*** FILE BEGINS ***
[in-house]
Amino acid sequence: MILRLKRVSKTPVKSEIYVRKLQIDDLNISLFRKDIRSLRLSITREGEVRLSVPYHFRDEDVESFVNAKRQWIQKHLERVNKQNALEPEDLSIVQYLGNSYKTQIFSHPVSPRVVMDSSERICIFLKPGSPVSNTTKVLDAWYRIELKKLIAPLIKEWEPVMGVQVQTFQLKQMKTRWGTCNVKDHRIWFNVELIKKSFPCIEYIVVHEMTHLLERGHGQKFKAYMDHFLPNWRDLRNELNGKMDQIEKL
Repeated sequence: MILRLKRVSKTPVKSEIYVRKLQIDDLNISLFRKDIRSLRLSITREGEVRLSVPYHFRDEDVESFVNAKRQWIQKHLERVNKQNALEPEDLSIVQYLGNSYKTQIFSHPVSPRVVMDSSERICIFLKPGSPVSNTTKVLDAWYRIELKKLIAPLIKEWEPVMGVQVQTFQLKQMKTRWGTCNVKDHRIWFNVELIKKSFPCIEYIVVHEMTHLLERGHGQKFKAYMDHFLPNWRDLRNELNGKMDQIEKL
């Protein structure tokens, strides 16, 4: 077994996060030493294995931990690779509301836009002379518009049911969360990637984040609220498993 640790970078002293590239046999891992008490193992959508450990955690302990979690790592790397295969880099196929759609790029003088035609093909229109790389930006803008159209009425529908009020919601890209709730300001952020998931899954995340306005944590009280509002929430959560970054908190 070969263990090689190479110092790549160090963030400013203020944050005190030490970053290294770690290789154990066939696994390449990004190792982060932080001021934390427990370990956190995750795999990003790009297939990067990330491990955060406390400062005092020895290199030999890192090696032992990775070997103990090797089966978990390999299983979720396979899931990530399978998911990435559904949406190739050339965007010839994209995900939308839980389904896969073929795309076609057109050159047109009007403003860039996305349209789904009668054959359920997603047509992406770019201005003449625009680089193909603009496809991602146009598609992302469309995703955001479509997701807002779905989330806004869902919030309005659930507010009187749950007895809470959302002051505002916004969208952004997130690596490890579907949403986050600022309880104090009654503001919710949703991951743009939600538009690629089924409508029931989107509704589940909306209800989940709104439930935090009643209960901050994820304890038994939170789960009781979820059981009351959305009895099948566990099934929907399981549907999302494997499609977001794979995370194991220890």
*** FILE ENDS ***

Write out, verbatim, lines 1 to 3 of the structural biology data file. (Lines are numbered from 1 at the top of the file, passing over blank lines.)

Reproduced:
[in-house]
Amino acid sequence: MILRLKRVSKTPVKSEIYVRKLQIDDLNISLFRKDIRSLRLSITREGEVRLSVPYHFRDEDVESFVNAKRQWIQKHLERVNKQNALEPEDLSIVQYLGNSYKTQIFSHPVSPRVVMDSSERICIFLKPGSPVSNTTKVLDAWYRIELKKLIAPLIKEWEPVMGVQVQTFQLKQMKTRWGTCNVKDHRIWFNVELIKKSFPCIEYIVVHEMTHLLERGHGQKFKAYMDHFLPNWRDLRNELNGKMDQIEKL
Repeated sequence: MILRLKRVSKTPVKSEIYVRKLQIDDLNISLFRKDIRSLRLSITREGEVRLSVPYHFRDEDVESFVNAKRQWIQKHLERVNKQNALEPEDLSIVQYLGNSYKTQIFSHPVSPRVVMDSSERICIFLKPGSPVSNTTKVLDAWYRIELKKLIAPLIKEWEPVMGVQVQTFQLKQMKTRWGTCNVKDHRIWFNVELIKKSFPCIEYIVVHEMTHLLERGHGQKFKAYMDHFLPNWRDLRNELNGKMDQIEKL